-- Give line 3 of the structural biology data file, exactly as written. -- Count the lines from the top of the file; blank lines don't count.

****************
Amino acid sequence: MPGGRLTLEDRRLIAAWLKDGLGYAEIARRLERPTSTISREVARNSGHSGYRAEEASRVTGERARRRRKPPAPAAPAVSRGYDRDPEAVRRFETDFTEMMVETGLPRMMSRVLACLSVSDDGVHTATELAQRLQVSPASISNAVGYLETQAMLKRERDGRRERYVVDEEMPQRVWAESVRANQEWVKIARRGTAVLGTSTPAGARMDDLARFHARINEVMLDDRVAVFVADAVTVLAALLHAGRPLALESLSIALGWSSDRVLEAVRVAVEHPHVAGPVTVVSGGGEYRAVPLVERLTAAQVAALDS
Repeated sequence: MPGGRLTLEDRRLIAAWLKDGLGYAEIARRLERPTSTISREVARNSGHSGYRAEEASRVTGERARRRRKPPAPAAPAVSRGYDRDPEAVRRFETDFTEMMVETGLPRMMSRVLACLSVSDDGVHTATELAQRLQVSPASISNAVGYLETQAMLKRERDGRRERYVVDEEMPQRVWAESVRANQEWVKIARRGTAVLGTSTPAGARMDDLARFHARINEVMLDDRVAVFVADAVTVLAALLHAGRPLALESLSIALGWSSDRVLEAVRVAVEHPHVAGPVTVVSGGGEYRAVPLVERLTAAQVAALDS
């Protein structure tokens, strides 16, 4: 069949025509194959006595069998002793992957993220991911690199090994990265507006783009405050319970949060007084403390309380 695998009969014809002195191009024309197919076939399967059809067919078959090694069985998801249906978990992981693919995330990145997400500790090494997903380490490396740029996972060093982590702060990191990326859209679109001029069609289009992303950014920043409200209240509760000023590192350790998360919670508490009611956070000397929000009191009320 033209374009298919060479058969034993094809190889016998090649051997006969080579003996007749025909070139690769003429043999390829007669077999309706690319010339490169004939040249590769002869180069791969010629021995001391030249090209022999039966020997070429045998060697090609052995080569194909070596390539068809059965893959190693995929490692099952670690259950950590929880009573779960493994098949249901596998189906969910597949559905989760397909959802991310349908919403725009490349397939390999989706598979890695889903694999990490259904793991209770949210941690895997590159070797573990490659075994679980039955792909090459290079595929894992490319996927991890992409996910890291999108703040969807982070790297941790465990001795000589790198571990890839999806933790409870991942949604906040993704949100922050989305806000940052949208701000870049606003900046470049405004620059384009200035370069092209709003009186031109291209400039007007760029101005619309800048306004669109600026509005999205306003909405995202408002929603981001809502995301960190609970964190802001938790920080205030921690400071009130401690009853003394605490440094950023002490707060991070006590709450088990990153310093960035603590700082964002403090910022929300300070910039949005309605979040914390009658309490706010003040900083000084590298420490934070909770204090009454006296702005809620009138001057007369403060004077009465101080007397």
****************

């Protein structure tokens, strides 16, 4: 069949025509194959006595069998002793992957993220991911690199090994990265507006783009405050319970949060007084403390309380 695998009969014809002195191009024309197919076939399967059809067919078959090694069985998801249906978990992981693919995330990145997400500790090494997903380490490396740029996972060093982590702060990191990326859209679109001029069609289009992303950014920043409200209240509760000023590192350790998360919670508490009611956070000397929000009191009320 033209374009298919060479058969034993094809190889016998090649051997006969080579003996007749025909070139690769003429043999390829007669077999309706690319010339490169004939040249590769002869180069791969010629021995001391030249090209022999039966020997070429045998060697090609052995080569194909070596390539068809059965893959190693995929490692099952670690259950950590929880009573779960493994098949249901596998189906969910597949559905989760397909959802991310349908919403725009490349397939390999989706598979890695889903694999990490259904793991209770949210941690895997590159070797573990490659075994679980039955792909090459290079595929894992490319996927991890992409996910890291999108703040969807982070790297941790465990001795000589790198571990890839999806933790409870991942949604906040993704949100922050989305806000940052949208701000870049606003900046470049405004620059384009200035370069092209709003009186031109291209400039007007760029101005619309800048306004669109600026509005999205306003909405995202408002929603981001809502995301960190609970964190802001938790920080205030921690400071009130401690009853003394605490440094950023002490707060991070006590709450088990990153310093960035603590700082964002403090910022929300300070910039949005309605979040914390009658309490706010003040900083000084590298420490934070909770204090009454006296702005809620009138001057007369403060004077009465101080007397």